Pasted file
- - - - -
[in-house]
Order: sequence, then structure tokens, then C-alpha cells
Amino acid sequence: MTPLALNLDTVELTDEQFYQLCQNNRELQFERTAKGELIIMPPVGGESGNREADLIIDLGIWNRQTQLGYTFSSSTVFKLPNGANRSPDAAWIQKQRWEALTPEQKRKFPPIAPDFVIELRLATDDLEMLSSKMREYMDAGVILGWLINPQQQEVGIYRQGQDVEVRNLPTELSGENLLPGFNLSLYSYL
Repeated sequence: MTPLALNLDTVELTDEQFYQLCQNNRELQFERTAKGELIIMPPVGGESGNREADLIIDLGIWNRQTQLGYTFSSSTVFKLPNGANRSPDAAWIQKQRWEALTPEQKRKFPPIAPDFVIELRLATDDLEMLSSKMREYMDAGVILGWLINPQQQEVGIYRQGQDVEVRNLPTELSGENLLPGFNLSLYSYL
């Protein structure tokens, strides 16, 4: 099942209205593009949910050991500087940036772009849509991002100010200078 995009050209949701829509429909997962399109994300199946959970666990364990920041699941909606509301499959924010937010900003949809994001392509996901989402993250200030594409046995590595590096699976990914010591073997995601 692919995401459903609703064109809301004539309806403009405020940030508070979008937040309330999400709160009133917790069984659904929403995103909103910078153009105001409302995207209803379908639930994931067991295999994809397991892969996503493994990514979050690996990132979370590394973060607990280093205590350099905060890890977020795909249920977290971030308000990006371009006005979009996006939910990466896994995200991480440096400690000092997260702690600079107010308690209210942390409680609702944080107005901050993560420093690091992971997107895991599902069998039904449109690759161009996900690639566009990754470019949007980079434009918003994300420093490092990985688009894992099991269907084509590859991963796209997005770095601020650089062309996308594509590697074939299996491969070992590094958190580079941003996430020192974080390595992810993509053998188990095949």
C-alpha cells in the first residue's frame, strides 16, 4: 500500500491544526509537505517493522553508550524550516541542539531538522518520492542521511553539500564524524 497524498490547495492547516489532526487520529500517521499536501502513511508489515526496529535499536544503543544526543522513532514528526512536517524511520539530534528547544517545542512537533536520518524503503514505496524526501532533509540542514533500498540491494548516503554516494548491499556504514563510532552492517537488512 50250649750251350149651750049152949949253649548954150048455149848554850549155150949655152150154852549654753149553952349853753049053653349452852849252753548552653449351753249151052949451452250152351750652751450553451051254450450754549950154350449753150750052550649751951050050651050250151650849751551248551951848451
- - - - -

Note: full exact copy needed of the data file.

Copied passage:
[in-house]
Order: sequence, then structure tokens, then C-alpha cells
Amino acid sequence: MTPLALNLDTVELTDEQFYQLCQNNRELQFERTAKGELIIMPPVGGESGNREADLIIDLGIWNRQTQLGYTFSSSTVFKLPNGANRSPDAAWIQKQRWEALTPEQKRKFPPIAPDFVIELRLATDDLEMLSSKMREYMDAGVILGWLINPQQQEVGIYRQGQDVEVRNLPTELSGENLLPGFNLSLYSYL
Repeated sequence: MTPLALNLDTVELTDEQFYQLCQNNRELQFERTAKGELIIMPPVGGESGNREADLIIDLGIWNRQTQLGYTFSSSTVFKLPNGANRSPDAAWIQKQRWEALTPEQKRKFPPIAPDFVIELRLATDDLEMLSSKMREYMDAGVILGWLINPQQQEVGIYRQGQDVEVRNLPTELSGENLLPGFNLSLYSYL
């Protein structure tokens, strides 16, 4: 099942209205593009949910050991500087940036772009849509991002100010200078 995009050209949701829509429909997962399109994300199946959970666990364990920041699941909606509301499959924010937010900003949809994001392509996901989402993250200030594409046995590595590096699976990914010591073997995601 692919995401459903609703064109809301004539309806403009405020940030508070979008937040309330999400709160009133917790069984659904929403995103909103910078153009105001409302995207209803379908639930994931067991295999994809397991892969996503493994990514979050690996990132979370590394973060607990280093205590350099905060890890977020795909249920977290971030308000990006371009006005979009996006939910990466896994995200991480440096400690000092997260702690600079107010308690209210942390409680609702944080107005901050993560420093690091992971997107895991599902069998039904449109690759161009996900690639566009990754470019949007980079434009918003994300420093490092990985688009894992099991269907084509590859991963796209997005770095601020650089062309996308594509590697074939299996491969070992590094958190580079941003996430020192974080390595992810993509053998188990095949």
C-alpha cells in the first residue's frame, strides 16, 4: 500500500491544526509537505517493522553508550524550516541542539531538522518520492542521511553539500564524524 497524498490547495492547516489532526487520529500517521499536501502513511508489515526496529535499536544503543544526543522513532514528526512536517524511520539530534528547544517545542512537533536520518524503503514505496524526501532533509540542514533500498540491494548516503554516494548491499556504514563510532552492517537488512 50250649750251350149651750049152949949253649548954150048455149848554850549155150949655152150154852549654753149553952349853753049053653349452852849252753548552653449351753249151052949451452250152351750652751450553451051254450450754549950154350449753150750052550649751951050050651050250151650849751551248551951848451